Archive for Sunday, February 28, 2010

Student access to credit tightened

New law forbids some on-campus solicitations

February 28, 2010


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After having to sell his car to his parents and working through school, Nathan Shaffer is still working to pay down his credit card debt.

The Kansas University junior from Wichita said he has three cards now, and at 22 years old, has learned to be more responsible with his purchasing.

“I didn’t even know what I was getting into at the time,” he said. After purchasing a television, hardware supplies to start up a business and electronics on credit cards he signed up for when he was under 21, he’s still trying to pay down more than $4,500 in debt.

A new federal law that went into effect this week will make it more difficult for students to obtain credit cards. Those under 21 who don’t demonstrate an ability to pay their debts will have to get a co-signer.

Companies will be forbidden from some on-campus solicitations, including giving away freebies as an incentive to sign up for a card.

“Once you taste the candy, it’s hard not to buy a few more pieces,” Shaffer said of the instant gratification of credit card purchases. “If there had been a law like that, I probably wouldn’t be in so much debt today. … Maybe I’d be graduating this May with the rest of my class.”

Bob DeYoung, a professor of finance in KU’s School of Business, said the new law will have an impact on the broader community, as well. More information will be available to consumers, he said. Bills will include information on how long it would take to repay the debt by only making minimum payments, and consumers will have more warning before interest rates and fees change, he said.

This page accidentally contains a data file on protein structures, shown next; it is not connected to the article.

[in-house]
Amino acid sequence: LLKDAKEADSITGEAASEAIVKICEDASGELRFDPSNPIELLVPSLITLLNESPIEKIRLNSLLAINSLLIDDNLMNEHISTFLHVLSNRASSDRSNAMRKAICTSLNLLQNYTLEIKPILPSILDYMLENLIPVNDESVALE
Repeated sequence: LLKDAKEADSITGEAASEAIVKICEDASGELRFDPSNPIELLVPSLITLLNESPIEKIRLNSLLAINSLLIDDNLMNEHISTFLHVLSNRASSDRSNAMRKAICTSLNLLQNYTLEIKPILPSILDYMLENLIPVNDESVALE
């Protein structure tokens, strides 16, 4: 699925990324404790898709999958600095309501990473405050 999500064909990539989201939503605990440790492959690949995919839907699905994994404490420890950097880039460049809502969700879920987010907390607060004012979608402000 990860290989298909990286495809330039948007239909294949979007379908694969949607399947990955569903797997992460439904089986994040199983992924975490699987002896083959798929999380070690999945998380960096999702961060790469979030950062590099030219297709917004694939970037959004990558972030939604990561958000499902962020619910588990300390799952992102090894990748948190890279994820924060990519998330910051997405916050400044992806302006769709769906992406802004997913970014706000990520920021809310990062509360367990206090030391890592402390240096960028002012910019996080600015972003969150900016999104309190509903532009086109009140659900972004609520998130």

DeYoung said he didn’t think the new rules would have much of an impact on students getting their first credit cards but would more likely be felt when the time came to apply for a second or third card.

Many college expenses — like the cost of books, for example — make sense for a college student to pay using credit, but many parents would likely balk if their sons or daughters came looking for another card.

“If a student gets in trouble, that’s where the rubber’s going to hit the road,” DeYoung said.

The changes will likely have some downsides, he said, as credit card companies will begin charging higher rates and stated fees.

“Credit card companies will have to make up the lost revenue somehow,” he said.

At Kansas State University, a new financial counseling center provides free help for students in managing their credit cards. No such center exists at KU, but students can seek some help through the Office of Financial Aid.

Jodi Kaus, director of Powercat Financial Consulting at KSU, said she deals with many students who have stumbled into financial trouble — usually from a lack of sticking to a budget, she said.

“College students are just learning how to make wise decisions as credit cards go,” Kaus said. “These changes should help them do that.”

The new law reveals some things that previously may have been hidden to an inexperienced credit card user, Kaus said. For example, she said, consumers would have to opt-in to incur fees for exceeding their credit limit, as opposed to incurring the fees and finding out about them later.

The new financial consulting center has been well-received as a place for students to go for help or to learn ways to build up good credit, Kaus said.

The credit card rules were generally well-received by students on the KU campus this week, with those who had good credit saying the rules seemed to make sense.

And if it reduces solicitations on campus, that’s only a good thing, said James Wong, a sophomore from Overland Park.

“I have enough T-shirts,” he said.


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